For now, enjoy the sun on this longest day!"

When the revelers arrive to dance in a circle, Rupert discovers that the people he watches are offering thanks and praise to the God and Goddess for the turning wheel of the year.

Rupert Learns About Lammas

When Lammastide rolls around, Rupert encounters a very old woman who serves as his guide to this harvest holiday. The crone is joined by a group of children, all of whom are as eager as Rupert to hear the story of Lammas. She describes the god Lugh as a representative of the Sun King, as well as telling the children about the celebration of the grain harvest.

"Now is the time for harvest, when we reap what we've sown.
The time to pick and pluck and dig up all the things we've grown.

Once the children run off to play, the crone turns to Rupert and offers him a harvest gift of his own before vanishing into the night.

Rupert Misses Mabon

It's nearly autumn, and Rupert the rabbit is in a hurry to see a Mabon festival - in fact, he's in such a hurry that he has a collision with another forest dweller. When Rupert meets a mouse, he discovers that celebrating the wheel of the year is about more than just dancing and singing. He learns that in the fall, it's important for us to stock up and make plans for the coming winter, and that soon the nights will be cold and dark. Rupert helps his new friend gather apples and vegetables for storage, and learns a valuable lesson about life, death, rebirth and counting our blessings.

Teaching Children About The Wheel

Rupert's Tales: The Wheel of the Year Beltane, Litha, Lammas, and Mabon does an incredible job of relaying the message and purpose of the Pagan wheel of the year for young readers, and avoids being preachy or making blanket statements. It's a gorgeously illustrated gentle rhyming book, with complex ideas translated into a very simple format. This is a perfect book to read to your children at bedtime, or for older readers to work through on their own.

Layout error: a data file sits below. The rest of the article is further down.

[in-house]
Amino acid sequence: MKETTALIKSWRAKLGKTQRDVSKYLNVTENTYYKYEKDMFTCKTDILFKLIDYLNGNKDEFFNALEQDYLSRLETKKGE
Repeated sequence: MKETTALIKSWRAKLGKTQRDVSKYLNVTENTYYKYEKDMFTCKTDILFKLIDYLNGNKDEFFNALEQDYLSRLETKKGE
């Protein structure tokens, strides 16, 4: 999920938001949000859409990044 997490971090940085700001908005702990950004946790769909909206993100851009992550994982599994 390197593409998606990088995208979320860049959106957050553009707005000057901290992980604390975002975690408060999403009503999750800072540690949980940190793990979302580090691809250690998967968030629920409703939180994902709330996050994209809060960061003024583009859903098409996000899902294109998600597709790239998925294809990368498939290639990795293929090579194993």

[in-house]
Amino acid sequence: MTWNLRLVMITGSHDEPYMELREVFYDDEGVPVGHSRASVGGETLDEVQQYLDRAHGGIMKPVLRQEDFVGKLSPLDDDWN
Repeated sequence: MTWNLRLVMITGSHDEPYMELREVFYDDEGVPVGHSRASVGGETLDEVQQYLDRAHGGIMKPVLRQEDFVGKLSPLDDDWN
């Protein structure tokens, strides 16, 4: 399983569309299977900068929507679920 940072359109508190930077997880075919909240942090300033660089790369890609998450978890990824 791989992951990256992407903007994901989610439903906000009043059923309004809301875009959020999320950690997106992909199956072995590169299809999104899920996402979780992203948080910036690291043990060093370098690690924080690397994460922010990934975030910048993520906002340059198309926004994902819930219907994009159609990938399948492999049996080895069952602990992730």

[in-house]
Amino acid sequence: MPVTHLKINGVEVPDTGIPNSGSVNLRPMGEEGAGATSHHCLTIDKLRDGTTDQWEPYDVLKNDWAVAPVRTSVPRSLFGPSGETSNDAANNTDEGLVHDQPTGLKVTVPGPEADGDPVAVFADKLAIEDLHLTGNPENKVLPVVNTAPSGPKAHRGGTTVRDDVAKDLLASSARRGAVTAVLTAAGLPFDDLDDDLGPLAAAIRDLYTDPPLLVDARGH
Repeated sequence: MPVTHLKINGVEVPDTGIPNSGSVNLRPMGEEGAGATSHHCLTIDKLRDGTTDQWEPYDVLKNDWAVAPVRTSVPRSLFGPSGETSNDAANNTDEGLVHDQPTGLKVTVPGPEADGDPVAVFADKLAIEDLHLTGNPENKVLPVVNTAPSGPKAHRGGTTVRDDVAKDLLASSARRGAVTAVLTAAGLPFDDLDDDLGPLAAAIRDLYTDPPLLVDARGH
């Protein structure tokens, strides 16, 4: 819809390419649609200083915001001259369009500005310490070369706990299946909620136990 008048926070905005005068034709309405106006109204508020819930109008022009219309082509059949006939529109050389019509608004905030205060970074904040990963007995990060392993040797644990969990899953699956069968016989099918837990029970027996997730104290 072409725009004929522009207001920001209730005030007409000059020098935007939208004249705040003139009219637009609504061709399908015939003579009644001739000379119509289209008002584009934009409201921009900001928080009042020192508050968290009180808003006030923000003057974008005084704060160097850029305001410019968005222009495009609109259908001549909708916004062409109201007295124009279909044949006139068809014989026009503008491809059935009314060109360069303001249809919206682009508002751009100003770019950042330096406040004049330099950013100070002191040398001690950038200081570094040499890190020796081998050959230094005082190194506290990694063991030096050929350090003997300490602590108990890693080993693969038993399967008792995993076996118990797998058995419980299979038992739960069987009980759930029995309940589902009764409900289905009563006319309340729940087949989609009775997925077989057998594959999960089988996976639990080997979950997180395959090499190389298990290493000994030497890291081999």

Touching on both past history, interaction with the Divine, and modern Pagan practice, Rupert's Tales is a delightful way not only to teach our children about our spirituality, but to remind us adults about why we follow a sacred and nature-based path in the first place.

Mrs. B - Confessions of a Pagan Soccer Mom



  Have You Met Rupert - compliments of Mrs. B


Luna Lark - Quail Bell Magazine

Tangle Catkin - Fae Nation



Delightful review - by Tangle Catkin of Fae Nation

Margie McArthur - Author

Who could fail to love Rupert - ­Kyrja’s delightful and endearing little bunny, so beautifully brought to life by Tonia Bennington Osborn’s luminous art? 
When Rupert hears of mysterious happenings in the clearing of a nearby forest, he grows curious and hops off to investigate. As he observes people gathering in the clearing, he is surprised by a visit from a lovely white owl who helps him to understand why the people are there. What he learns, and continues to learn as the seasons go by, expands his mind and helps him become aware of the larger world beyond his safe, comfy burrow.
Through Rupert’s adventures, told in charming verse, we are educated about the seasons and their reasons, why people gather to celebrate them, and the place of all creatures in the great chain of being.
Rupert’s Tales, with its sweetly-told story and lovely art, is a wonderful resource for teaching young children about the meaning of the Pagan Holy Days on the Wheel of the Year.

      ~ Margie McArthur ~ author of Faery Healing: The Lore and The Legecy, Wiccacraft for Families, Wisdom of the Elements: The Sacred Wheel of Earth, Air, Fire and Water.

Dorothy Morrison - author of "The Craft"


 Head Witch Dorothy Morrison has this to say about Book One:

"A simply enchanting tale to be enjoyed and treasured by young and old alike.  Once you've met Rupert and heard his story, he'll stay in your heart forever!"